From this moment on it got really interesting (read: confusing). Our couchsurfer informed us that he actually lives one hundred kilometres north from where we were at that moment. Apparently he forgot to mention a day before when we last spoke. Thus we had no place to stay. Luckily a Senegalese man, sitting in a car with volunteers, offered us a place to stay. The only problem was we had to get there by ourselves as their car was totally full.
We started walking into the jungle. It already got really dark and there was no way we could walk through the African forest at night. Fortunately we found a little village on the way and decided to try our luck there. In total darkness we approached one of the houses and asked for a shelter. Luckily a farmer let us spent the night in his yard. It was quite hard to cope with the abundance of mosquitoes and the disturbance of some rodents. It wasn’t our first encounter with them on this trip, so we knew how to face them. We mean literally face as one of them crawled over Marta’s face by night.
It was extremely hot from the early morning but we decided to see the jungle village anyway. The farmer seemed a bit off from the first time we saw him and even wanted to accompany us through the jungle but eventually gave up very soon. Tired and hungry we walked for over twenty kilometres, but finally found Misirah and the man who offered to host us the day before.
It was a beautiful spot, though we didn’t really have a chance to enjoy our stay. Immediately after the arrival Ben got high fever and stayed in bed. Marta spent all day with the washboard in her hands as our clothes were in a preposterous condition.
The next day we were both sick to our stomachs (don’t eat too much of the palm oil!) but able to cross the border to the Gambia. Fortunately the Spanish dentists gave us a ride back to the main road.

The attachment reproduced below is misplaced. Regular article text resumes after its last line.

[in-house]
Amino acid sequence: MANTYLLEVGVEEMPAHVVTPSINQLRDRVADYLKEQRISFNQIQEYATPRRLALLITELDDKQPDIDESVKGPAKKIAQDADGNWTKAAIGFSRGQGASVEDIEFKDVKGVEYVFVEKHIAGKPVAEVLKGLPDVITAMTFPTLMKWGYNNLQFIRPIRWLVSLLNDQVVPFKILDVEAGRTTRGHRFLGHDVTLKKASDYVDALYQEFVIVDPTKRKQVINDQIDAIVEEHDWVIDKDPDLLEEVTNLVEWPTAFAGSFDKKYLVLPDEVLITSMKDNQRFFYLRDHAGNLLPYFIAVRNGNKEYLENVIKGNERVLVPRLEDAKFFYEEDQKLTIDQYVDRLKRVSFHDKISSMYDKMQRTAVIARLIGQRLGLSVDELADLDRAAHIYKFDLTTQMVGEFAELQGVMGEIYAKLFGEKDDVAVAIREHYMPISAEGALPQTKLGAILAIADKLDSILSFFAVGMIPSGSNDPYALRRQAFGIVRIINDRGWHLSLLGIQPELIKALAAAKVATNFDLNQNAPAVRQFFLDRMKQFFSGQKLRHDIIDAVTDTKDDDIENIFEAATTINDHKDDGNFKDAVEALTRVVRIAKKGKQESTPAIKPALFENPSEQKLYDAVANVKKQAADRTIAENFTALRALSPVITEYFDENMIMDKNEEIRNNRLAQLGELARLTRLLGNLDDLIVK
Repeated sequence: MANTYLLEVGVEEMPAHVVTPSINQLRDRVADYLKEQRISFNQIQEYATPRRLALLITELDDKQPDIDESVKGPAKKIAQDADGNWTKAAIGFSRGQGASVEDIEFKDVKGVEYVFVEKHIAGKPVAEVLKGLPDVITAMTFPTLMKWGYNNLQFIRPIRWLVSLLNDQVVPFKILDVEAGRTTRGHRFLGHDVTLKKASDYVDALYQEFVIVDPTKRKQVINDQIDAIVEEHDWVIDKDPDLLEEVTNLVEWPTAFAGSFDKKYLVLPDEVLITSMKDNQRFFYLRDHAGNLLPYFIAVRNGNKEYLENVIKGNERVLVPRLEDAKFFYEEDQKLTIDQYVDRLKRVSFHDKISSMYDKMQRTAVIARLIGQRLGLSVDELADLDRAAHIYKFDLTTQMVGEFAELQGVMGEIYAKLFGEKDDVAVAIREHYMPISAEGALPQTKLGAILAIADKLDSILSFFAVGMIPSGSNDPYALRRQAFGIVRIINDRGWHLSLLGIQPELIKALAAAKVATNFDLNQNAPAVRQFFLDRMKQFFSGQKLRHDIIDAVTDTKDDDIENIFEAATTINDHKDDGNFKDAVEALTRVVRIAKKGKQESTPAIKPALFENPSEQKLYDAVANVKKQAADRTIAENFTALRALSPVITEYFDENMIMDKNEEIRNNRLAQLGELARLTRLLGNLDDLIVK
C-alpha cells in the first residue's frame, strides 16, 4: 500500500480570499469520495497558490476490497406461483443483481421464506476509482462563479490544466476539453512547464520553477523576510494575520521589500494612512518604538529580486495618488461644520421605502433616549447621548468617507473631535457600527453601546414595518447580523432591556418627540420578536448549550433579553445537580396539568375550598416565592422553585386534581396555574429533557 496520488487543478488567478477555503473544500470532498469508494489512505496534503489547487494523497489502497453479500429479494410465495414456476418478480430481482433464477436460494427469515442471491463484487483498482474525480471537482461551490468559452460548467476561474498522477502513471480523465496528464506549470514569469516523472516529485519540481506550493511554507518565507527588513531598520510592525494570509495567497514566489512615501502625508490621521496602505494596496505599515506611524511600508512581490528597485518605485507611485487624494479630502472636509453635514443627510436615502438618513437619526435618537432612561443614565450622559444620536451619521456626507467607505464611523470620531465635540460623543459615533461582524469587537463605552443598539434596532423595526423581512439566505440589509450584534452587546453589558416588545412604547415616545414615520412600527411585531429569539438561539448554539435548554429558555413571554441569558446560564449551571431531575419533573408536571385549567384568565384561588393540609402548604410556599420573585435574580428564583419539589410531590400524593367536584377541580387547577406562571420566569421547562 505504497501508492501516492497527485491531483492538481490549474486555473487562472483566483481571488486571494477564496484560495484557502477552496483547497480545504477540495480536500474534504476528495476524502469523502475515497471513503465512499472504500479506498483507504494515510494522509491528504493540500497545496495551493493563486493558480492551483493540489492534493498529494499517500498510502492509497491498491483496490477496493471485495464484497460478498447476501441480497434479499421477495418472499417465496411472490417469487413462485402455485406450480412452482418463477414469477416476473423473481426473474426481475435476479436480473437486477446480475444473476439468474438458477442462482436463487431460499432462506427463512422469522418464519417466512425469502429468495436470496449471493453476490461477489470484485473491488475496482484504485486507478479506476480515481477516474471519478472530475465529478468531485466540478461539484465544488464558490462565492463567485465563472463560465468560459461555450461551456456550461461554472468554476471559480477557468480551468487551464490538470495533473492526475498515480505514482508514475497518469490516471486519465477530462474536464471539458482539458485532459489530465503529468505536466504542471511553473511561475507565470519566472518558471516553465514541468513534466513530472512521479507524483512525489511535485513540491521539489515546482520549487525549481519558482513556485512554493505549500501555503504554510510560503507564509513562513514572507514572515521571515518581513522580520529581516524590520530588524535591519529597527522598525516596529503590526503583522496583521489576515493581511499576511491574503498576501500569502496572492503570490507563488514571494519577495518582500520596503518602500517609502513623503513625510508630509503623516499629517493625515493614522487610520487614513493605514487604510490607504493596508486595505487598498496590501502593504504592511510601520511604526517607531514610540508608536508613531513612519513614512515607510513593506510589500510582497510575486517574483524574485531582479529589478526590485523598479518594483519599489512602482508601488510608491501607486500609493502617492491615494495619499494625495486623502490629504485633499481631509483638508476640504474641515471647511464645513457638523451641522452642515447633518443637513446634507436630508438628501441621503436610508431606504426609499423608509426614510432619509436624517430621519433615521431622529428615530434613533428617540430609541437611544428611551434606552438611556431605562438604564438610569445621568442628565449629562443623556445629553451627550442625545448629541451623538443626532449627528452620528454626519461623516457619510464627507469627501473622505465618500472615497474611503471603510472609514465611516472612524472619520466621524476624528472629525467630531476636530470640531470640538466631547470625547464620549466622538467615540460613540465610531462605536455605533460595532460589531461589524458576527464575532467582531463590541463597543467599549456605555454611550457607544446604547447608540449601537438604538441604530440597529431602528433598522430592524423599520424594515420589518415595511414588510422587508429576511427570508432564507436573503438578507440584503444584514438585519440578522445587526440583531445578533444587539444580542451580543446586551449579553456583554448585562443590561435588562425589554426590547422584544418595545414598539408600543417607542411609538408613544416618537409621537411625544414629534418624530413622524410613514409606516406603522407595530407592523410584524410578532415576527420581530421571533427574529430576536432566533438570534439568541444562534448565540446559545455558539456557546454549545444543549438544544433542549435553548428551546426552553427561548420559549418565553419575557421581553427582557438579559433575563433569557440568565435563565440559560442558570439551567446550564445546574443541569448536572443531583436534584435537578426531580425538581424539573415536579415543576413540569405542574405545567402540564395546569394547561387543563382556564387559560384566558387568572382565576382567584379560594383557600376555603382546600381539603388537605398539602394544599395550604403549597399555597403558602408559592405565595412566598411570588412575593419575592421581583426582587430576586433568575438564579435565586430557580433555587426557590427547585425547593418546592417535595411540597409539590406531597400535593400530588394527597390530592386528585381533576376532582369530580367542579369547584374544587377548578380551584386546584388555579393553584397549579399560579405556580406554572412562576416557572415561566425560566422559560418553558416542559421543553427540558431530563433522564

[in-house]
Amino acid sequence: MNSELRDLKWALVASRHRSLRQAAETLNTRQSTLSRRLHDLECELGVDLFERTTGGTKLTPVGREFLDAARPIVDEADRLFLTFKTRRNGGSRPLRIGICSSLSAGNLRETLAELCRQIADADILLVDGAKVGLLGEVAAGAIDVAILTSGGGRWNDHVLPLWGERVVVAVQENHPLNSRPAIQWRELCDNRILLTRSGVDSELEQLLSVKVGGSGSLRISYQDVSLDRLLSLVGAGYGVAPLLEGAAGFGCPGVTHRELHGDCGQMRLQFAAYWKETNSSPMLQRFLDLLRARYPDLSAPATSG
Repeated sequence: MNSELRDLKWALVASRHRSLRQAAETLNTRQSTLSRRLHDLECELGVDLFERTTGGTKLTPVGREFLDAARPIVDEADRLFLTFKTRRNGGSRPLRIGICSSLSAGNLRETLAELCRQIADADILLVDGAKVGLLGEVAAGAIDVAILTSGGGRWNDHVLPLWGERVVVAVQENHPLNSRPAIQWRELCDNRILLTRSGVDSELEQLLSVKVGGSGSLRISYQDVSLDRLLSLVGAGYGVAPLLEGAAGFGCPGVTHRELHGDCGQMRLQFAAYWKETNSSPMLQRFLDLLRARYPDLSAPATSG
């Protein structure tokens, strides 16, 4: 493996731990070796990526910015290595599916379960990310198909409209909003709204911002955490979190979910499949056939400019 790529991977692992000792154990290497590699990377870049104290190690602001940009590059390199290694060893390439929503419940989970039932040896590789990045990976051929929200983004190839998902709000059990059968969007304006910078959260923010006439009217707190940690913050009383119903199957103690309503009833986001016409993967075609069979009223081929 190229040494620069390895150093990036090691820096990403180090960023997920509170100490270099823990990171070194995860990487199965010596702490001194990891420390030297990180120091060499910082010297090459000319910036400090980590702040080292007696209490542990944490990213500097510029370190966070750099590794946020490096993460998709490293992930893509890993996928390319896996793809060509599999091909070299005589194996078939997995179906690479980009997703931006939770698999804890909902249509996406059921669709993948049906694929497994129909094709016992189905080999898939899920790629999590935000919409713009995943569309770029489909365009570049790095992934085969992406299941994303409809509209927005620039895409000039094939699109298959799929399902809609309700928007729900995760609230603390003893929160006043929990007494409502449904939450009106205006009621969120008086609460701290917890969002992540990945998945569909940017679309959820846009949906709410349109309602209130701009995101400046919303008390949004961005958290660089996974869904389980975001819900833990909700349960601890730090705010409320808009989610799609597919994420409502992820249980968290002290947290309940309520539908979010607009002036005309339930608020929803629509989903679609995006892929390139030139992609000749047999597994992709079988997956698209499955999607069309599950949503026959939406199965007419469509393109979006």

If you have a standard life every day is sort of ok or sort of bad. But if you live a bit more crazy you get higher good times and worse bad times. It is just a matter of your own choice.
Senegal didn’t spare us. We knew we were going to pay our debt after the amazing time in Saint Louis. It was a real challenge to keep moving in our condition. For almost two weeks we were constantly sick and weak. It resulted in a lot of tension between us. Low (or no) budget travelling and changing places each day in an enormous heat can be hard on a relationship.
It would be difficult to omit our relation with the people. Frankly speaking it wasn’t easy to communicate, not only because of the language reasons as Ben speaks French. Almost always there was not even a thread of understanding between us. Conversations were in fact interviews, where we asked questions and got short answers in return. People did not seem to be very interested in us. Though it wasn’t so bad after all. We could spend the time dwelling the subjects we were interested in. Although we found it surprising that our hosts were very often, after a whole evening spent together, not aware of where we came from or what our names are.
It wasn’t the end of our adventures in Senegal, but we had to say goodbye for a while. We were not only physically but also mentally exhausted after our first stay in this country. Hoping for a breath of freshness and a mood change, we walked towards the Gambian-Senegalese border.